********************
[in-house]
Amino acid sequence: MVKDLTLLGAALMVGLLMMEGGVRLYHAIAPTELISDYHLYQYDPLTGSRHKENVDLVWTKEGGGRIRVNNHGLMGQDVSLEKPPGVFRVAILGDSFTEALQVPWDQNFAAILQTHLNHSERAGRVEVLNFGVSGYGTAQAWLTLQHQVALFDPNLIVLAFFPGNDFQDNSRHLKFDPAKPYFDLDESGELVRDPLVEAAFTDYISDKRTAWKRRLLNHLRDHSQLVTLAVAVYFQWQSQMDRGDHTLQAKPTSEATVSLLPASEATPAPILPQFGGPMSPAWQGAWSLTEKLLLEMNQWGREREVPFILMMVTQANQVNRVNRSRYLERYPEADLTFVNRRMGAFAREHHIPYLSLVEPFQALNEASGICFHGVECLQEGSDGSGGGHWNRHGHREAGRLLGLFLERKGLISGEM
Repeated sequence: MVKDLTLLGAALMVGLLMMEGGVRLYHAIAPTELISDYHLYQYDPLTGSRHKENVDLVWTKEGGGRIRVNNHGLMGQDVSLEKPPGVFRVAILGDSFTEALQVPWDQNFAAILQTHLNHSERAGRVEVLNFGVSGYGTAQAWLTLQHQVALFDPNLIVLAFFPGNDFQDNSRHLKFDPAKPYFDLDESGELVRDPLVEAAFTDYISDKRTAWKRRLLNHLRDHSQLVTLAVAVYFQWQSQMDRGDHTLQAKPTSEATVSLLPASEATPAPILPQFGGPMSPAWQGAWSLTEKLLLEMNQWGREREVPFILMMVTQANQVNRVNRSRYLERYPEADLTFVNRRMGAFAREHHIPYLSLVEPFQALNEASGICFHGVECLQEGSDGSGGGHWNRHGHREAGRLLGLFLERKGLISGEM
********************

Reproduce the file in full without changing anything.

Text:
[in-house]
Amino acid sequence: MVKDLTLLGAALMVGLLMMEGGVRLYHAIAPTELISDYHLYQYDPLTGSRHKENVDLVWTKEGGGRIRVNNHGLMGQDVSLEKPPGVFRVAILGDSFTEALQVPWDQNFAAILQTHLNHSERAGRVEVLNFGVSGYGTAQAWLTLQHQVALFDPNLIVLAFFPGNDFQDNSRHLKFDPAKPYFDLDESGELVRDPLVEAAFTDYISDKRTAWKRRLLNHLRDHSQLVTLAVAVYFQWQSQMDRGDHTLQAKPTSEATVSLLPASEATPAPILPQFGGPMSPAWQGAWSLTEKLLLEMNQWGREREVPFILMMVTQANQVNRVNRSRYLERYPEADLTFVNRRMGAFAREHHIPYLSLVEPFQALNEASGICFHGVECLQEGSDGSGGGHWNRHGHREAGRLLGLFLERKGLISGEM
Repeated sequence: MVKDLTLLGAALMVGLLMMEGGVRLYHAIAPTELISDYHLYQYDPLTGSRHKENVDLVWTKEGGGRIRVNNHGLMGQDVSLEKPPGVFRVAILGDSFTEALQVPWDQNFAAILQTHLNHSERAGRVEVLNFGVSGYGTAQAWLTLQHQVALFDPNLIVLAFFPGNDFQDNSRHLKFDPAKPYFDLDESGELVRDPLVEAAFTDYISDKRTAWKRRLLNHLRDHSQLVTLAVAVYFQWQSQMDRGDHTLQAKPTSEATVSLLPASEATPAPILPQFGGPMSPAWQGAWSLTEKLLLEMNQWGREREVPFILMMVTQANQVNRVNRSRYLERYPEADLTFVNRRMGAFAREHHIPYLSLVEPFQALNEASGICFHGVECLQEGSDGSGGGHWNRHGHREAGRLLGLFLERKGLISGEM